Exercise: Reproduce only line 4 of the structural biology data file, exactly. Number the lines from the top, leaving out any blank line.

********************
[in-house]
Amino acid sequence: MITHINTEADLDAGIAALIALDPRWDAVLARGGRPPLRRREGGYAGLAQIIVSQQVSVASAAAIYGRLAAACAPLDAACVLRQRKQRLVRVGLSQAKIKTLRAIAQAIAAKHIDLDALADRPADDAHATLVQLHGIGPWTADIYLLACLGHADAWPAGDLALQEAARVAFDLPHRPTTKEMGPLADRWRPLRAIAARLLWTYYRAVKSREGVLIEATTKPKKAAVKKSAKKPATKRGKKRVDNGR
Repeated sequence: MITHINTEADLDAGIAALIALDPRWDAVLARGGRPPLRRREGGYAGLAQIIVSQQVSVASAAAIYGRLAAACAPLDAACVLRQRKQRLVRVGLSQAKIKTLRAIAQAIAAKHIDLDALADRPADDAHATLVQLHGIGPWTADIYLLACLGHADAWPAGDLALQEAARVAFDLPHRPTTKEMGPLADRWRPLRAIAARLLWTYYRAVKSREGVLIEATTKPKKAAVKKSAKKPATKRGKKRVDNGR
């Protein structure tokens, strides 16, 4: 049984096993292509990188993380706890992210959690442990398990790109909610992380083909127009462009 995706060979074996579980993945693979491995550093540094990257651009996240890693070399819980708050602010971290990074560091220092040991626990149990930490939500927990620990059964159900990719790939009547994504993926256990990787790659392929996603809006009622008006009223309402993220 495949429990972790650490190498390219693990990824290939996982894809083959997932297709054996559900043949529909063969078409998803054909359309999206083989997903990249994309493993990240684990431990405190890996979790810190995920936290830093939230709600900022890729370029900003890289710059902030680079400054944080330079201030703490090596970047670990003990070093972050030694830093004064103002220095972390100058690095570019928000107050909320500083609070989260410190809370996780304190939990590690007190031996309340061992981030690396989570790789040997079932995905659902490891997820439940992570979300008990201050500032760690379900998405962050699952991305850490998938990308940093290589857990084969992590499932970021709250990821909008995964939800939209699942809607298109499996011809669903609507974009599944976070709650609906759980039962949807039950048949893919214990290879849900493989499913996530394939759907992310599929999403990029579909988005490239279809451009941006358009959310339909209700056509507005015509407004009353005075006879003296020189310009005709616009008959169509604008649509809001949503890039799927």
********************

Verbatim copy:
């Protein structure tokens, strides 16, 4: 049984096993292509990188993380706890992210959690442990398990790109909610992380083909127009462009 995706060979074996579980993945693979491995550093540094990257651009996240890693070399819980708050602010971290990074560091220092040991626990149990930490939500927990620990059964159900990719790939009547994504993926256990990787790659392929996603809006009622008006009223309402993220 495949429990972790650490190498390219693990990824290939996982894809083959997932297709054996559900043949529909063969078409998803054909359309999206083989997903990249994309493993990240684990431990405190890996979790810190995920936290830093939230709600900022890729370029900003890289710059902030680079400054944080330079201030703490090596970047670990003990070093972050030694830093004064103002220095972390100058690095570019928000107050909320500083609070989260410190809370996780304190939990590690007190031996309340061992981030690396989570790789040997079932995905659902490891997820439940992570979300008990201050500032760690379900998405962050699952991305850490998938990308940093290589857990084969992590499932970021709250990821909008995964939800939209699942809607298109499996011809669903609507974009599944976070709650609906759980039962949807039950048949893919214990290879849900493989499913996530394939759907992310599929999403990029579909988005490239279809451009941006358009959310339909209700056509507005015509407004009353005075006879003296020189310009005709616009008959169509604008649509809001949503890039799927």